Chronic Illness and Mental Health

In the last 12 (almost 13) weeks, Tom has spent 2 at home.

We are now 4 weeks and 5 days into his most recent stay, which started in Fathers Day.

We’ve had the usual, stomach pain, sickness, nausea etc. We’ve also had the pulse rates reaching 190 and what can only be described as a psychotic episode.

This time last week, I came home from work, having barely spoken to Tom all week because I’d been unable to go up and see him and he was too ill to talk on the phone.

His disability had been approved and he didn’t know yet. He called me, he didn’t sound great, but we were talking. I explained all the elements of PIP and which ones he had been awarded, he was pleased.

Then he started complaining that he felt weird. He wouldn’t elaborate. I told him to call a nurse, to which he replied he couldn’t he was outside.

Toms room is at least a 5 minute walk from outside. He was in no condition to walk that far and now he’s moaning he feels weird. I grab the house phone and start dialling the number for the hospital switchboard, when a lady starts talking over his phone. Tom was in his room. He had never left his room. I could hear him in the background shouting to tell me he loved me. The lady, who I later found out was a healthcare assistant, told me to come to the hospital.

10 minutes later, the deputy ward sister calls to make sure I’m coming and to tell me a psychologist was on her way up to see him.

When I arrived at the ward Tom was in the corridor seating area. He was confused, he said he’d forgotten who I was when I was on the phone to me. But he remembered now.

He’s remembered since. It’s been a week and nothing similar has happened, but these things don’t happen for no reason.

Mental Health isn’t a common subject talked about in relation to chronic illness but it should be. Every person I’ve spoken to about Tom being depressed has agreed that he has every right to be. So why is this something that more people are talking about?

Why is this still a type of taboo subject in the chronic illness community?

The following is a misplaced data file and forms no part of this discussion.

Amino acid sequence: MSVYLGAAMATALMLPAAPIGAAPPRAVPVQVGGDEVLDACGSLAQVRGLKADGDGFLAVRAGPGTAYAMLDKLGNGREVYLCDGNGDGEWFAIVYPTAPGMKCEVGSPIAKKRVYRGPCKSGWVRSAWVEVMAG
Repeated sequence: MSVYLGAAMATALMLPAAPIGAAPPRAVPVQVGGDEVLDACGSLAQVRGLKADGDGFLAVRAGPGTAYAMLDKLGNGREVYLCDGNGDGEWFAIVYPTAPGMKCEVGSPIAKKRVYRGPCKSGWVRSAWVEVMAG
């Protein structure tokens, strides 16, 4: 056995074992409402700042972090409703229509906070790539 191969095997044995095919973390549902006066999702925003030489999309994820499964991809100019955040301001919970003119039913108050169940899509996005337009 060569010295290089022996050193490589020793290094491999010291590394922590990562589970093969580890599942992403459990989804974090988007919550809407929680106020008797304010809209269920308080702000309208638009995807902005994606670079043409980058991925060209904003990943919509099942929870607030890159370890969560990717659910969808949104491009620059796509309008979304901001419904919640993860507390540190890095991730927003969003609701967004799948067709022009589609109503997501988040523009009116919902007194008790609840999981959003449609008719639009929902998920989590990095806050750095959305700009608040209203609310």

Tom has been put on anti-depressants and, following advice from the doctor,  is referring himself to see a psychiatrist. But it shouldn’t have ever got this far.

 

 

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Celebrating the saddest things

Whilst many people would celebrate a new job or a birthday, I found myself celebrating disability today.

Stood in my kitchen alone, with a 250ml bottle of prosecco, celebrating Tom being passed his PIP payment.

In the eyes of the government Tom is now classed as disabled.

And I was celebrating.

Struggling through chronic illness makes you appreciate all the little things in life. It also makes you so incredibly greatful of all the help surrounding us.

Reality of Gastroparesis

I’m writing this during a bad day for Tom. He’s in bed. He has been since 3pm. Sick bowl by the side of the bed. TPN running into his veins.

Unfortunately this is the reality of Gastroparesis.

It’s not being able to enjoy a day in the sun with your 2 year old and making sure you’re home by 3pm for when the nurse comes.

It’s insulin injections during the night and waking up at 5am to disconnect your feed.

Its getting sly comments through family members because people are too afraid to say it to say it to your face.

It’s not knowing whether your fiance will still be with you in the morning, or whether he’ll have been taken to A&E during the night.

It’s having your 2 year old learn to say hospital and blood sugars before he knows his colours.

It’s knowing Doctor Surgery receptionists by their first names and buying them all Christmas presents.

It’s having more nurses visit you than friends and knowing more medication than I have space in my brain for.

But it’s also getting to watch your little boys face light up when Daddy comes home and feeling like I’ve won the lottery when I actually get to go out for lunch as a family.

It’s appreciating all the tiny little things and knowing who your real friends are.

It’s having your relationship pushed to the absolute limits but not even slightly cracking it.

Why I started a blog!

Another Day, another “you should start a blog” type comment.

Originally from close friends, then from my mum. But today, it came from a nurse. I don’t know why but this one pushed me to do it.

I’m engaged to Tom. A 6ft10″, 27 year old with a chronic condition. Usually when someone says chronic condition you think of illnesses such as Cystic Fibrosis or Asthma.

You don’t think of Gastroparesis.

Gastro – paresis. Literally meaning Stomach – Paralysis.

Tom has gastroparesis. Our lives are filled with sick buckets, doctors appointments and tubes. Lots and lots of tubes. Our living room looks like the store room in a hospital and our little boy, Archie (2), has an obsession with nurses.

Tom also has a strange habit of turning the simplest tasks into incredibly funny stories. So I’m gunna share some of the funny, and not so funny, stories with you.